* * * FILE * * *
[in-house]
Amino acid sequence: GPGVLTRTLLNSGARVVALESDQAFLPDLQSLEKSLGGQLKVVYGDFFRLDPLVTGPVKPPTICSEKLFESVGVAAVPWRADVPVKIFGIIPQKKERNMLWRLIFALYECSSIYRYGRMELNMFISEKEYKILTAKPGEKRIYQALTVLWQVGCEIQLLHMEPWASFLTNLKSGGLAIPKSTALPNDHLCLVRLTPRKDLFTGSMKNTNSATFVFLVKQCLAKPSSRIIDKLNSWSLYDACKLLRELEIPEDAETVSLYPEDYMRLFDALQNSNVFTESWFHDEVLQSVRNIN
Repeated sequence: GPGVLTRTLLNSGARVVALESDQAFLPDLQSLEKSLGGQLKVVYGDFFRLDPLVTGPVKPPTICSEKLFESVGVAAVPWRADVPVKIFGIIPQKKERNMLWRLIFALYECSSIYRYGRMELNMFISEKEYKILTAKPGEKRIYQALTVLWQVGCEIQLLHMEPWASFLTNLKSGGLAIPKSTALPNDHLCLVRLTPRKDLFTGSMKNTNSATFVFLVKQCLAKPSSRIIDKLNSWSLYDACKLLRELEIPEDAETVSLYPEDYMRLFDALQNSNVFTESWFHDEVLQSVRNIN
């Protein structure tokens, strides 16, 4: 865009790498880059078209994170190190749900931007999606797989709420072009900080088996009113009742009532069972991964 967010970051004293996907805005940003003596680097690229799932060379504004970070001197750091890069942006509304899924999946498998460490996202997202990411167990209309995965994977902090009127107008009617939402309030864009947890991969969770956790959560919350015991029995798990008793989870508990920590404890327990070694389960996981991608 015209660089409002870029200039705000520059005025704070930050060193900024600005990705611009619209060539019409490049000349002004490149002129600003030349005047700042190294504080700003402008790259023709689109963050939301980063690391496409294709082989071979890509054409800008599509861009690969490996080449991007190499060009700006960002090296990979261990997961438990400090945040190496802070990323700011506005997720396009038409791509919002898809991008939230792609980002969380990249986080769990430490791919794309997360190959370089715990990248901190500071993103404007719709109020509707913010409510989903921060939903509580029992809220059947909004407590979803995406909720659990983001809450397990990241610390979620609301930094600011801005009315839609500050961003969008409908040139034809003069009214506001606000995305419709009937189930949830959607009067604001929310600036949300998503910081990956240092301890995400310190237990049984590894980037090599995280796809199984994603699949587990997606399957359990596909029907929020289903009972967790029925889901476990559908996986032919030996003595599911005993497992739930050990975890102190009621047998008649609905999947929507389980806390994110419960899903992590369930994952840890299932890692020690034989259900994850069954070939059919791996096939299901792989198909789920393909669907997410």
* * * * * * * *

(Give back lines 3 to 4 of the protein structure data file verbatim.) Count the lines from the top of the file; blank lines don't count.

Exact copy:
Repeated sequence: GPGVLTRTLLNSGARVVALESDQAFLPDLQSLEKSLGGQLKVVYGDFFRLDPLVTGPVKPPTICSEKLFESVGVAAVPWRADVPVKIFGIIPQKKERNMLWRLIFALYECSSIYRYGRMELNMFISEKEYKILTAKPGEKRIYQALTVLWQVGCEIQLLHMEPWASFLTNLKSGGLAIPKSTALPNDHLCLVRLTPRKDLFTGSMKNTNSATFVFLVKQCLAKPSSRIIDKLNSWSLYDACKLLRELEIPEDAETVSLYPEDYMRLFDALQNSNVFTESWFHDEVLQSVRNIN
């Protein structure tokens, strides 16, 4: 865009790498880059078209994170190190749900931007999606797989709420072009900080088996009113009742009532069972991964 967010970051004293996907805005940003003596680097690229799932060379504004970070001197750091890069942006509304899924999946498998460490996202997202990411167990209309995965994977902090009127107008009617939402309030864009947890991969969770956790959560919350015991029995798990008793989870508990920590404890327990070694389960996981991608 015209660089409002870029200039705000520059005025704070930050060193900024600005990705611009619209060539019409490049000349002004490149002129600003030349005047700042190294504080700003402008790259023709689109963050939301980063690391496409294709082989071979890509054409800008599509861009690969490996080449991007190499060009700006960002090296990979261990997961438990400090945040190496802070990323700011506005997720396009038409791509919002898809991008939230792609980002969380990249986080769990430490791919794309997360190959370089715990990248901190500071993103404007719709109020509707913010409510989903921060939903509580029992809220059947909004407590979803995406909720659990983001809450397990990241610390979620609301930094600011801005009315839609500050961003969008409908040139034809003069009214506001606000995305419709009937189930949830959607009067604001929310600036949300998503910081990956240092301890995400310190237990049984590894980037090599995280796809199984994603699949587990997606399957359990596909029907929020289903009972967790029925889901476990559908996986032919030996003595599911005993497992739930050990975890102190009621047998008649609905999947929507389980806390994110419960899903992590369930994952840890299932890692020690034989259900994850069954070939059919791996096939299901792989198909789920393909669907997410």